Anderson managed to express her non-traditional sense of femaleness in other ways. She doesn't like wearing makeup ("I usually wear it only on the show or when I'm going to an awards show or premiere") and she didn't flinch at showing Scully in a less-than-flattering light.

At the end of the movie, long after her rescue, Scully's face still shows signs of strain and bruising. Most actresses would demand makeup to cover the marks, no matter how fake it looked.

That just drives me insane," says Anderson. "I hate that. I am more of a realist."

"It drives me nuts if I have to wear makeup in a scene where I'm in bed, for example, and you actually see it."

"I like things to look as naturally as possible."

She also likes movies, both making them and watching them. She has three films in the works, with bit parts in Chicago Cab and The Mighty, and a leading role in the currently filming Dancing About Architecture, which co-stars Sean Connery and Ellen Burstyn.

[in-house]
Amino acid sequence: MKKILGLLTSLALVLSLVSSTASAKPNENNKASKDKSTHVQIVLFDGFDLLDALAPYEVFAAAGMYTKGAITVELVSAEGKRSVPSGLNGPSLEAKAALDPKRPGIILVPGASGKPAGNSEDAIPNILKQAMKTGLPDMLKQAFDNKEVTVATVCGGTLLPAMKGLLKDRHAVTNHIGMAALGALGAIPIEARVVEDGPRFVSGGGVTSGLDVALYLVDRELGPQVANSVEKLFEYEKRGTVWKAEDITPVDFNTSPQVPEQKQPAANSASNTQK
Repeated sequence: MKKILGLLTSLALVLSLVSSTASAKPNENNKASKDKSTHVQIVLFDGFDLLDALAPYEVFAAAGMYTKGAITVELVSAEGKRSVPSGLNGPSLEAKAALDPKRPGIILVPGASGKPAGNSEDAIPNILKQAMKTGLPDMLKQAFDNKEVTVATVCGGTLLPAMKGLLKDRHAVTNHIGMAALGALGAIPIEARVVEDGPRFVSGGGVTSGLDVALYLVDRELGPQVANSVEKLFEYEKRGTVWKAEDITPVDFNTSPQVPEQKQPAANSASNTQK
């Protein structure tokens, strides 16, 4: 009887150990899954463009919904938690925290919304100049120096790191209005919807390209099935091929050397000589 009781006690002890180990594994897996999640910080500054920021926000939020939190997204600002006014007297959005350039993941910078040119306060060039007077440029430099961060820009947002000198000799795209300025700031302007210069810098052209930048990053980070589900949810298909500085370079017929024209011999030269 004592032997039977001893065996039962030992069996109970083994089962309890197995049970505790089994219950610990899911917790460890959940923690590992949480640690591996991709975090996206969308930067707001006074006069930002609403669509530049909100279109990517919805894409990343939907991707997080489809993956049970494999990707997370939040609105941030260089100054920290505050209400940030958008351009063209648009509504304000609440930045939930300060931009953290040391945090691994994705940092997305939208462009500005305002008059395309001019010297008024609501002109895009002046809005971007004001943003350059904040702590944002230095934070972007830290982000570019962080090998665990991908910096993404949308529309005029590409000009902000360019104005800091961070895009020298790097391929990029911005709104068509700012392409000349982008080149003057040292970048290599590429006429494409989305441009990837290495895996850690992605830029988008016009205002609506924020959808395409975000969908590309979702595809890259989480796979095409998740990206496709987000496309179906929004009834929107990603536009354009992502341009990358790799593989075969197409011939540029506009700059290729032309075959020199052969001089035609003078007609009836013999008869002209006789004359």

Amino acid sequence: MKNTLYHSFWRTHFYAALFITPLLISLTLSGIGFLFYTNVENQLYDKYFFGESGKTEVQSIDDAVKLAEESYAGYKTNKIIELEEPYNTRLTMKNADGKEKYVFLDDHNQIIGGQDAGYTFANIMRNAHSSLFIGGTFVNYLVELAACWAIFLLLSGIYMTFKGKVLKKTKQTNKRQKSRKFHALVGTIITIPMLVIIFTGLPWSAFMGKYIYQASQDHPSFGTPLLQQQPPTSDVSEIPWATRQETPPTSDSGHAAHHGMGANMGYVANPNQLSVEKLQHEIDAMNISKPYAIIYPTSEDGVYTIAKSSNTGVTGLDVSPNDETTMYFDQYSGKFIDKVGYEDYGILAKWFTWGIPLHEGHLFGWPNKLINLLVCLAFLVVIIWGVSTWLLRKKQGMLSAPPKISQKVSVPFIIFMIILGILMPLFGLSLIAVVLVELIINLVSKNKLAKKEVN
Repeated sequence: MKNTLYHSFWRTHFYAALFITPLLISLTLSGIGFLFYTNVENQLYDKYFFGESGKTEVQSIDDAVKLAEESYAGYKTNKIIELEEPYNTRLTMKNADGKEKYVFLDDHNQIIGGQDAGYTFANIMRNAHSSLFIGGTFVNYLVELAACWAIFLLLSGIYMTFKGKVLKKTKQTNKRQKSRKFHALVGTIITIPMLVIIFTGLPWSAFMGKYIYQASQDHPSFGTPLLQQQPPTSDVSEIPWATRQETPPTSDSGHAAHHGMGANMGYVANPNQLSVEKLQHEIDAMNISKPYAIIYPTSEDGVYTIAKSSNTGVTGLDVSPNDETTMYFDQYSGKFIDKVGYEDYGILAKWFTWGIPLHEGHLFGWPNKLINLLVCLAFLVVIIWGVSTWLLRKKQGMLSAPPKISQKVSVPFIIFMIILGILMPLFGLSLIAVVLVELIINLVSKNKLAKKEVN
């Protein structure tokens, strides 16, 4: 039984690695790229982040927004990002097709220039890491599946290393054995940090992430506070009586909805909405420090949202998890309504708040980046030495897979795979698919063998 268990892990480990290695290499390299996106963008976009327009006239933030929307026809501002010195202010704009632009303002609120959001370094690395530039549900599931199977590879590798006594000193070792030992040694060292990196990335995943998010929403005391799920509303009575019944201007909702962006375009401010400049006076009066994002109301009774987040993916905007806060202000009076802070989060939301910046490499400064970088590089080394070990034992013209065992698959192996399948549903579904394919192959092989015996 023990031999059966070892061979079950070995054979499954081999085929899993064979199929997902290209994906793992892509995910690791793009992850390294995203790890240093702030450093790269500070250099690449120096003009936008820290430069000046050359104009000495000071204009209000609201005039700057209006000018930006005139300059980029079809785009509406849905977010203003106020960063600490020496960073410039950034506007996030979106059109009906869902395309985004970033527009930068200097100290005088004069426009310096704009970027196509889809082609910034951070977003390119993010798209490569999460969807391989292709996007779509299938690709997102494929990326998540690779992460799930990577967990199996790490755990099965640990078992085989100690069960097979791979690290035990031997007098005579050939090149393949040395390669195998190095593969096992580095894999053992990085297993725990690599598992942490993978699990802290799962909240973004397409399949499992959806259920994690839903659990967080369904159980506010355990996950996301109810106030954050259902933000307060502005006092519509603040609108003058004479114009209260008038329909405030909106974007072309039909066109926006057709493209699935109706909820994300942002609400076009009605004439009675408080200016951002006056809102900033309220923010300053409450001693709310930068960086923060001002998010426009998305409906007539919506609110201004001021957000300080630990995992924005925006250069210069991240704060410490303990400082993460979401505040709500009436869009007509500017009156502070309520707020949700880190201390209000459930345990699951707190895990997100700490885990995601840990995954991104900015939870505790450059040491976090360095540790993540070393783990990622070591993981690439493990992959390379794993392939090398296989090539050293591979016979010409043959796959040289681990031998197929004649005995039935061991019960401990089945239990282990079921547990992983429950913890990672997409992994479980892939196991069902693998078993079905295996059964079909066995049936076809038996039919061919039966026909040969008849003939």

The last movie she saw was Truffaut's The 400 Blows, which she recently rented on video.

"I'd go out to a movie every night if I could," she says. "But I don't have the time."

But dammit, Jim, there seems to be nothing but time for The X-Files. When are those crazy aliens going to stop fooling around and invade Earth?

Anderson laughs when I point out to her that when The X-Files begins its sixth season next fall (with a seventh a good bet, as well as at least one more movie) the show will have gone on as long as World War II.

She drops another tantalizing hint that maybe, just maybe, the various alien factions in the show will finally get it together and start blasting the White House, like their faster-moving Independence Day cousins.

"They're waiting for the right time," Anderson whispers, as spooky as Scully on a graveyard chase.

"They're waiting for the right president to be in office before they annihilate."

Hmmmm . . .

Transcript appears courtesy of Toronto Sun.